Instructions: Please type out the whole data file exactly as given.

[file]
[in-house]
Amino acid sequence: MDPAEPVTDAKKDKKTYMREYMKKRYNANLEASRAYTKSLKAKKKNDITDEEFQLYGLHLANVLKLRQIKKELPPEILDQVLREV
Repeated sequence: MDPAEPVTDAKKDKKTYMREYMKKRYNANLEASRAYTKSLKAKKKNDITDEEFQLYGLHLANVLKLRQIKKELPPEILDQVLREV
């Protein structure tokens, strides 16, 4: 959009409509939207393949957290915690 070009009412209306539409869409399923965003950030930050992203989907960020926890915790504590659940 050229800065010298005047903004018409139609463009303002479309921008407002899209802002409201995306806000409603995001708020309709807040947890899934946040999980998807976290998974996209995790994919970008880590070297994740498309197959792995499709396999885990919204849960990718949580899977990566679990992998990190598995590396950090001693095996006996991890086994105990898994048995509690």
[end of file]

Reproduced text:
[in-house]
Amino acid sequence: MDPAEPVTDAKKDKKTYMREYMKKRYNANLEASRAYTKSLKAKKKNDITDEEFQLYGLHLANVLKLRQIKKELPPEILDQVLREV
Repeated sequence: MDPAEPVTDAKKDKKTYMREYMKKRYNANLEASRAYTKSLKAKKKNDITDEEFQLYGLHLANVLKLRQIKKELPPEILDQVLREV
């Protein structure tokens, strides 16, 4: 959009409509939207393949957290915690 070009009412209306539409869409399923965003950030930050992203989907960020926890915790504590659940 050229800065010298005047903004018409139609463009303002479309921008407002899209802002409201995306806000409603995001708020309709807040947890899934946040999980998807976290998974996209995790994919970008880590070297994740498309197959792995499709396999885990919204849960990718949580899977990566679990992998990190598995590396950090001693095996006996991890086994105990898994048995509690």